SKGB: Not really. To be honest I don’t know what boredom is anymore. I wish I had time to know it, though. Then maybe I could have more time for a good book and pipe and some pets or something.
Kuma: That’s honestly refreshing to hear, as boredom seems so pervasive in modern culture. I regress, though. Lets back track a bit though to your personal style of music. Are there any artists in particular that inspire you to do what you do,chip or otherwise?
SKGB: Yeah. A whole lot. No but really, I guess, as a kid I listened to a lot of jazz (bebop, avant guard, swing) my mom had. I grew up listening to stuff like Nirvana and Soundgarden and Alice in Chains and 1st wave ska, then a whole bunch of techno, then chiptunes, then dubstep (like 2008ish stuff). Now I just listen to a whole buncha shit.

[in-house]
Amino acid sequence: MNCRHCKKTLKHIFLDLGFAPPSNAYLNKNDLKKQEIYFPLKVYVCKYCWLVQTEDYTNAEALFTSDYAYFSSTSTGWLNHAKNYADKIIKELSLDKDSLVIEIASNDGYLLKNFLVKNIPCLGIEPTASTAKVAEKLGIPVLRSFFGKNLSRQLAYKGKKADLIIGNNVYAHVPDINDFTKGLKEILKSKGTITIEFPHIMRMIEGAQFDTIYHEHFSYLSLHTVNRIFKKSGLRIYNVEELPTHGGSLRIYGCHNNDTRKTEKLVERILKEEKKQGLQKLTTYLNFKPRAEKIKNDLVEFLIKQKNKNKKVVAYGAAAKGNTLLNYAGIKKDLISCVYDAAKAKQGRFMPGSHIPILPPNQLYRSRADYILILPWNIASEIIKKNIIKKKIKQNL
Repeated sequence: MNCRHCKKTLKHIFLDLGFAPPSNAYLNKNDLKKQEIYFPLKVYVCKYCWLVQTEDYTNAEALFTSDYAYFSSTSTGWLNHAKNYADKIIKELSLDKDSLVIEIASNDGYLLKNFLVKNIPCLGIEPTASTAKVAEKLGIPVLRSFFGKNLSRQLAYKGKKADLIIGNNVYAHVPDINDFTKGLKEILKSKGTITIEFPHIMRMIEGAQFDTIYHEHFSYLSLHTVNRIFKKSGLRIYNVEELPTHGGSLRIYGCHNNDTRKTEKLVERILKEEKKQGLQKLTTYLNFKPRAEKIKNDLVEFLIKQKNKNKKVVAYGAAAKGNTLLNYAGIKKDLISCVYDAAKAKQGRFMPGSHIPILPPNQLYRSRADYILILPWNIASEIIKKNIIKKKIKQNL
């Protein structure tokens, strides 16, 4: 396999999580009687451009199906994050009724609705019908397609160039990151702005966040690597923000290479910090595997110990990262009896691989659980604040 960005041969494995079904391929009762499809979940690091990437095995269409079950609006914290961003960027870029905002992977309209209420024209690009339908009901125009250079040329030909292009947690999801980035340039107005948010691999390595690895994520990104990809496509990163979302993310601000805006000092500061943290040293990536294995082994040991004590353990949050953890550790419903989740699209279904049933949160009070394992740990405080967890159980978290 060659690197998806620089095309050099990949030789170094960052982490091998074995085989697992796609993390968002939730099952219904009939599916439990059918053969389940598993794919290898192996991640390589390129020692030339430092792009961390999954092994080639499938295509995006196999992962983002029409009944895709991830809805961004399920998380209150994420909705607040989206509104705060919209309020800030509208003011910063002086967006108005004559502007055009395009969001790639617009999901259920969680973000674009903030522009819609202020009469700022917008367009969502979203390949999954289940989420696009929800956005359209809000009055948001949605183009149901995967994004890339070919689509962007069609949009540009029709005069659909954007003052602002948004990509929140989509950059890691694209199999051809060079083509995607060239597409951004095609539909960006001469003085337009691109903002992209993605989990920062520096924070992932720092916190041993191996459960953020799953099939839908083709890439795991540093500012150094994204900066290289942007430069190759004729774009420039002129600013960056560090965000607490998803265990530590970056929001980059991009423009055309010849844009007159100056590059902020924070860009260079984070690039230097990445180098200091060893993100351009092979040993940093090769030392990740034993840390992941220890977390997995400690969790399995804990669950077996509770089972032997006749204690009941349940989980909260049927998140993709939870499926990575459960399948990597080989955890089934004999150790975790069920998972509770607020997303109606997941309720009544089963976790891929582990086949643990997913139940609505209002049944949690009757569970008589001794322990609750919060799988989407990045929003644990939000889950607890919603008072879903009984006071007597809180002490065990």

The artists who inspire me the most now are the ones i’m in close proximity with. Dino Lionetti (and all of Cheap Dinos). The fellas on the Madwaves collective i chill with lots,
and stray chipthrashlings who make it up to Philly: Kool Skull, The Ghost Servant, S.P.R.Y.
Kuma: Very nice. Kool Skull is one noise artist in particular I’ve come to enjoy greatly, in particular for something he said to me at his last show in NYC before moving out west. He said “the one thing you always gotta remember about chip is that chiptune is about making music easy.” Would you find in your experience that sentiment to be true? That making chiptune does make the music production process easier than if you had done it by more traditional means?